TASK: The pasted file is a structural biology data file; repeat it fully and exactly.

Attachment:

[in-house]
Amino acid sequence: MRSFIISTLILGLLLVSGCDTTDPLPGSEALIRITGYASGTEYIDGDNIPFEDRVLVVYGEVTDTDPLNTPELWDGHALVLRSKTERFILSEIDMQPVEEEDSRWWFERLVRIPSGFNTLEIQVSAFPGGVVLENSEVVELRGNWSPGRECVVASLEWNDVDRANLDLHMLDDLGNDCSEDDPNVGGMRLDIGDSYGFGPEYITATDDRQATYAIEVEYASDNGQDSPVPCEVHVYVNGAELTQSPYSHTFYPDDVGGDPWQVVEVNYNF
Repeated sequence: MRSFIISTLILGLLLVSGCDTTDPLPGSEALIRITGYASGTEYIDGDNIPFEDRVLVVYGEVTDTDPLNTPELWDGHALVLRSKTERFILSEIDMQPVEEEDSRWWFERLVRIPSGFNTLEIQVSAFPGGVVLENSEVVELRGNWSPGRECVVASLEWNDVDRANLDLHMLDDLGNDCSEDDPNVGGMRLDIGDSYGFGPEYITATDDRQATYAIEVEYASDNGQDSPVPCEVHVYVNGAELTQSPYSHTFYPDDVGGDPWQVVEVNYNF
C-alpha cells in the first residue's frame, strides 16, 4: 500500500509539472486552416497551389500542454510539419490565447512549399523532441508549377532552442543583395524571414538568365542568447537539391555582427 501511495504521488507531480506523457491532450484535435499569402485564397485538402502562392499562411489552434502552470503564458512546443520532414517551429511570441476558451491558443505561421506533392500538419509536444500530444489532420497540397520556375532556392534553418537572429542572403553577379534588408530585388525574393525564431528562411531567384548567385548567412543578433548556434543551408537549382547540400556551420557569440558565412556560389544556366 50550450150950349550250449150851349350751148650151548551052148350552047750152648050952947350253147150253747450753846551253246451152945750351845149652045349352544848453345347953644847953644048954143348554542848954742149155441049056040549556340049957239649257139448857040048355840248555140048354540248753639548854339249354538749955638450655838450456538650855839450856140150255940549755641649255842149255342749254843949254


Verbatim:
[in-house]
Amino acid sequence: MRSFIISTLILGLLLVSGCDTTDPLPGSEALIRITGYASGTEYIDGDNIPFEDRVLVVYGEVTDTDPLNTPELWDGHALVLRSKTERFILSEIDMQPVEEEDSRWWFERLVRIPSGFNTLEIQVSAFPGGVVLENSEVVELRGNWSPGRECVVASLEWNDVDRANLDLHMLDDLGNDCSEDDPNVGGMRLDIGDSYGFGPEYITATDDRQATYAIEVEYASDNGQDSPVPCEVHVYVNGAELTQSPYSHTFYPDDVGGDPWQVVEVNYNF
Repeated sequence: MRSFIISTLILGLLLVSGCDTTDPLPGSEALIRITGYASGTEYIDGDNIPFEDRVLVVYGEVTDTDPLNTPELWDGHALVLRSKTERFILSEIDMQPVEEEDSRWWFERLVRIPSGFNTLEIQVSAFPGGVVLENSEVVELRGNWSPGRECVVASLEWNDVDRANLDLHMLDDLGNDCSEDDPNVGGMRLDIGDSYGFGPEYITATDDRQATYAIEVEYASDNGQDSPVPCEVHVYVNGAELTQSPYSHTFYPDDVGGDPWQVVEVNYNF
C-alpha cells in the first residue's frame, strides 16, 4: 500500500509539472486552416497551389500542454510539419490565447512549399523532441508549377532552442543583395524571414538568365542568447537539391555582427 501511495504521488507531480506523457491532450484535435499569402485564397485538402502562392499562411489552434502552470503564458512546443520532414517551429511570441476558451491558443505561421506533392500538419509536444500530444489532420497540397520556375532556392534553418537572429542572403553577379534588408530585388525574393525564431528562411531567384548567385548567412543578433548556434543551408537549382547540400556551420557569440558565412556560389544556366 50550450150950349550250449150851349350751148650151548551052148350552047750152648050952947350253147150253747450753846551253246451152945750351845149652045349352544848453345347953644847953644048954143348554542848954742149155441049056040549556340049957239649257139448857040048355840248555140048354540248753639548854339249354538749955638450655838450456538650855839450856140150255940549755641649255842149255342749254843949254